I have to admit I only heard the song by Lady Gaga “Until It Happens to You” when I saw her perform it at the “Oscars” this year. It was amazing.

It was amazing especially since I wrote a blog awhile back about this particular… shall I say… “flaw” in our human existence. We seem to be ill equipped to understand something until it happens to us. Unless it personally affects us in some way, we can’t seem to put ourselves in those shoes.

Because I’ve chosen to put myself and my struggles “out there” and up front with both losing a baby at full term and raising a child with a severe form of RDEB, I’ve become a target of all sorts of callouses comments. Of course they pale by comparison of all the wonderful and supportive comments I receive and I promptly delete these negative posts because I don’t want to spend a moment giving any of these individual validations, but I would lie if I said their prick didn’t sting.

The one stinging comment that keeps coming up every now and again is this:
“We put pets down to end their pain, yet we let human beings suffer”.

Let me tell you why it stings.

For one, it diminishes my child’s existence.

For two, it assumes that my child wants to die.

Both of these assumptions are 100% wrong.
For one, he may not matter to you, but he does matter. We all have a place, a purpose. His purpose may not be evident to you, but I assure you, there is one. Besides, you wouldn’t say this if this was your son.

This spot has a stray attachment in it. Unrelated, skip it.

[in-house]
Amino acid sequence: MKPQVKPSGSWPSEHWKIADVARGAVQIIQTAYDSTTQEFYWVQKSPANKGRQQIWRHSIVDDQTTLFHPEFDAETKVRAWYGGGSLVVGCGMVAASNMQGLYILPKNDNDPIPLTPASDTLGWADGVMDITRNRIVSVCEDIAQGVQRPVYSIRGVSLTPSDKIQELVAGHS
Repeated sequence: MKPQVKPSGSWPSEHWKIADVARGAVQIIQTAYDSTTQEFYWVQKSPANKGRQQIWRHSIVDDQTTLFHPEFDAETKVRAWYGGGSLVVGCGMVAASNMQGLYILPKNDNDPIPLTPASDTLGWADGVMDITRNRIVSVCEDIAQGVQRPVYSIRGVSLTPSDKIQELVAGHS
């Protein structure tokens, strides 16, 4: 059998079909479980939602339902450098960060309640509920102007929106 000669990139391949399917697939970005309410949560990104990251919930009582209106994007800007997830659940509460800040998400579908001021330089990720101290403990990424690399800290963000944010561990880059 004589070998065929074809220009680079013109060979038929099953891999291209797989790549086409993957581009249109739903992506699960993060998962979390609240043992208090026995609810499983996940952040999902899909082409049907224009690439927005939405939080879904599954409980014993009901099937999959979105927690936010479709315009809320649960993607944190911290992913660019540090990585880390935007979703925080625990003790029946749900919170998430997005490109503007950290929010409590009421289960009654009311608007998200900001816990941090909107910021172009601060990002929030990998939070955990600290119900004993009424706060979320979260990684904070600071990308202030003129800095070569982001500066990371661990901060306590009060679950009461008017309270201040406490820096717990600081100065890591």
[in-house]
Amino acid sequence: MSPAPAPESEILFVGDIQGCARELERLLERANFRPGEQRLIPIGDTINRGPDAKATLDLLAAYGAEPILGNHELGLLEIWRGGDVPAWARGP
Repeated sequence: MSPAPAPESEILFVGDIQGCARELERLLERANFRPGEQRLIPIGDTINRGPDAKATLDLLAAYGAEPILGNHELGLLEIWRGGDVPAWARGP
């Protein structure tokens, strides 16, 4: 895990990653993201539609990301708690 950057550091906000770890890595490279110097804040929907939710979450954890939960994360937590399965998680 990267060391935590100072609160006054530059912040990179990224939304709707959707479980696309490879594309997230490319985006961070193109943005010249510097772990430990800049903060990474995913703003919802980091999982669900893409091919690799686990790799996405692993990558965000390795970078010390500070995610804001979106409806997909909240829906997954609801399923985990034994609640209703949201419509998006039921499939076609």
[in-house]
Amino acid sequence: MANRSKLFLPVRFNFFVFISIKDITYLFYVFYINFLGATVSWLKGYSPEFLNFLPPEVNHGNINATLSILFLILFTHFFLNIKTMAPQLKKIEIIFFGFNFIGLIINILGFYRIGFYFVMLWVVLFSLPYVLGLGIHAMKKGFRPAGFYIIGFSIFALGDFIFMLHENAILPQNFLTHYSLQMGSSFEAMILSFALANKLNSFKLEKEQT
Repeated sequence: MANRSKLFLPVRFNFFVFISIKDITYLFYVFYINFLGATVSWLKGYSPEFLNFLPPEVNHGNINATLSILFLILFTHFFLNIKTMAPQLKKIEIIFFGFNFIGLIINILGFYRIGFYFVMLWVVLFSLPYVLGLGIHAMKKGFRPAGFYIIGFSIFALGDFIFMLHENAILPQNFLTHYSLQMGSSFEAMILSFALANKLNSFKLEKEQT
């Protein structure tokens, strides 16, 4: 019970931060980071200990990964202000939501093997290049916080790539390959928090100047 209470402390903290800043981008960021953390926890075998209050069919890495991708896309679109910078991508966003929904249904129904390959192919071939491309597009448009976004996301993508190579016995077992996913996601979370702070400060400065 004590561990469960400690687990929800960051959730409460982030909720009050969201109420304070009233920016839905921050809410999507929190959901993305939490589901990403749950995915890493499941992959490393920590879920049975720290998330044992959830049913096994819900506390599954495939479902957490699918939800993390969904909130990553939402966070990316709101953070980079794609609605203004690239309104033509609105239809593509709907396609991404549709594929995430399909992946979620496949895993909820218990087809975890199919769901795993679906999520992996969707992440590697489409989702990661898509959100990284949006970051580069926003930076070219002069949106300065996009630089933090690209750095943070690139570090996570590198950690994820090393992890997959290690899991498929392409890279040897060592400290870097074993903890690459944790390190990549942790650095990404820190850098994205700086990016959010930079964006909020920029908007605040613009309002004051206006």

For two, Nicky loves life. He does not want to die. Despite the tremendous challenges, the pain and his confined existence, he can’t wait to get up in the morning. Who am I to decide his death? My job is to keep him alive and well, love him and hug him. I am his mother, not his executioner.

Usually when I research these types of conversations, the topic always comes back around to euthanasia. It’s something I really struggle with. What if Nicky, someday, will come to me and tell me he’s “done”? I don’t know how I will feel that day and, frankly, I don’t want to ponder it. If that situation ever arises, when that situation “happens to me”, that’s when we’ll face it. Until that time, I can’t possibly know how I will feel like, nor can I judge others in these situations.

So, if Nicky’s existence has taught me anything is not to judge situations I’ve never been in. The only thing I can do is be there for that person with a ear to listen and arms to hug.

Love & Light,

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